I used up the the sheets of paper that got damaged from being the on top of the ream. Some sloppy warehousemen used what fate would have for my eventual ream of paper as a surface to do his or her box-cutting, and anyway a sequence of slice-marks would compromise the top few sheets. So I cropped away the damaged areas and used what could be salvaged as my first couple’a pages.
Sometimes the folds in the clothing I draw looks too rigid, like there’s too much starch used in their upkeep. Sometimes the folds look natural.
A sworn pledge, casted upward to the winds, in a time, long, long ago promised victory in the quest for clothes-folds-mastery.
Sometimes it feels like the very first drawing (on a page that will come to occupy multiple drawings like the one above) has to come out abysmally bad. Like the equivalent to pointing a bb-gun with like 20 pumps at my dominant foot and pulling the trigger. Soiling the whole thing instantly. Then the part of me that insists on redeeming the page (or at least lowering the volume on the garbage, that uncontested, shouts and shouts) kick in.
Like seriously, what’s with the dude’s shirt center-left? Why is it doing that.
Also shout-out to my boy for his coloring work on a few of the figures.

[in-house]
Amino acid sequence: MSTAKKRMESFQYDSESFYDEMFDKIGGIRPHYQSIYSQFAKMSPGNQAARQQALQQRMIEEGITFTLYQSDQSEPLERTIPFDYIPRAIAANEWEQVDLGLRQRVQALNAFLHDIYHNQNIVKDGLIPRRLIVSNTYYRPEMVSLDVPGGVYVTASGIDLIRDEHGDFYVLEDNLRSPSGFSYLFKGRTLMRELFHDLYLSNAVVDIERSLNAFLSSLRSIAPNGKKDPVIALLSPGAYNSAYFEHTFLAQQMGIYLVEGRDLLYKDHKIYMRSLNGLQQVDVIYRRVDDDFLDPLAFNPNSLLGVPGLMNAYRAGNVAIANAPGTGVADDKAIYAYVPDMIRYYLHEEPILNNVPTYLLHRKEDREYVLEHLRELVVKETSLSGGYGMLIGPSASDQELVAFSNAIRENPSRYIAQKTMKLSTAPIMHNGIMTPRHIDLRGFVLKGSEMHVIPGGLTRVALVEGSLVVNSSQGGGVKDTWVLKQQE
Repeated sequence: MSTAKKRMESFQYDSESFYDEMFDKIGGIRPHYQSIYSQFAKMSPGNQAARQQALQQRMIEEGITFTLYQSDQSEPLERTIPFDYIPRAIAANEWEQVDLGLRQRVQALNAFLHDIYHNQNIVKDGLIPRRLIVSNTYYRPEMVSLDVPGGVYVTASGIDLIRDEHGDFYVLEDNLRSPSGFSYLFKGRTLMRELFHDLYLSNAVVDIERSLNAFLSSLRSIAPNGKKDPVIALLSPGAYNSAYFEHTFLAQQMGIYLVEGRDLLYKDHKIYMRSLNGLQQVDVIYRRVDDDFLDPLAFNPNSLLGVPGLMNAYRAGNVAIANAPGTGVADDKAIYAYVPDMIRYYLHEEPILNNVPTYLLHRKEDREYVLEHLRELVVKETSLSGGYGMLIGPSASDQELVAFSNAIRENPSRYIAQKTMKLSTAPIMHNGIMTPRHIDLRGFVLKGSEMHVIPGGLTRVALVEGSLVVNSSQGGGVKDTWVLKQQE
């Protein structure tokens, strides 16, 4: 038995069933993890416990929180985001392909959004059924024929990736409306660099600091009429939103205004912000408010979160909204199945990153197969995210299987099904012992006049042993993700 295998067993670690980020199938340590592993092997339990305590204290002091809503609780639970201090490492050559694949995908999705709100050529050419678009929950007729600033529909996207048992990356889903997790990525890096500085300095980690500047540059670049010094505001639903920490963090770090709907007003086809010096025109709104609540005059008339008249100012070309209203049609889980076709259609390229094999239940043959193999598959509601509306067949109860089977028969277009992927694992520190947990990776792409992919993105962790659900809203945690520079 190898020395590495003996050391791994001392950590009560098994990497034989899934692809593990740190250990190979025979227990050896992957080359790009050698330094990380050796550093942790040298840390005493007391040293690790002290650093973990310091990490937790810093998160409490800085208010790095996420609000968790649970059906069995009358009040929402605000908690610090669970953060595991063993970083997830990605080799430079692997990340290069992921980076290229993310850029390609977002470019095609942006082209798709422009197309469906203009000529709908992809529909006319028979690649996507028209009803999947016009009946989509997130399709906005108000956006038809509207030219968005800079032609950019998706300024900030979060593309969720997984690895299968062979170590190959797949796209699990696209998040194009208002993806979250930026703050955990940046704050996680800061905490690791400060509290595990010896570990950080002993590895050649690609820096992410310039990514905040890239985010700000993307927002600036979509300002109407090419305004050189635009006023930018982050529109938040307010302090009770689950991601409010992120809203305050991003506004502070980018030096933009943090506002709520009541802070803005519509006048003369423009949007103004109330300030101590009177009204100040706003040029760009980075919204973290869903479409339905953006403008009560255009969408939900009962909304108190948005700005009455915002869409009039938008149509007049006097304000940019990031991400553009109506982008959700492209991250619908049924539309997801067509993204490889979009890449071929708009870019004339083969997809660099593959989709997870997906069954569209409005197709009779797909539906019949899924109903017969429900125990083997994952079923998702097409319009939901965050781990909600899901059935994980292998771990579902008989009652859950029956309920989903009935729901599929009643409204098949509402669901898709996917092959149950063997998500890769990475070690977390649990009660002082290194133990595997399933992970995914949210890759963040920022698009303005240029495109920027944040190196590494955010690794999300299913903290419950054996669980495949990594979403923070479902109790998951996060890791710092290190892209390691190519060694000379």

I swear that I draw these types of practice-pages in unrelated fashion, but people will see this and often ask something like, “Why is the headless blue guy pointing his dick at that guy’s head?”
And then I go, with eyes rolling, “Ugh! You obviously don’t get art!”
I guess, what I do say is, I’m trying to get the human form right, and nudity is a part of that investigation. To me, nudity is not necessarily sexual. It’s natural, and when you’re experienced with studying it and are committed to knowing it inside and out then it can feel clinical and technical most of the time. Drawing sexually is a lot like drawing beautiful women. It is like walking a tight-rope across the grand canyon. One slip-up and you’re toast. Seriously the execution of a beautiful woman, in lines, is very delicate. Everything has to be exactly where it ought to go or else it’ll look like a lumpy, frumpy, Humpty Dumpty, or otherwise just “a little bit off”. Which is devastating. This is why I draw men more than women, I think. I’m more comfortable and familiar with my body for one, which makes observation of the different aspects of musculature and structure, for example, more easily accessible.
I’ve taken it upon myself though to draw women more, and to forgive myself if their boobs end up looking really weird and misplaced.
I’ve gotten better at areas of weakness before and frankly learning to draw women better may improve the overall quality of my experience drawing.
This has been Printer-Paper Boy! Subscribe to receive new posts and to support my work.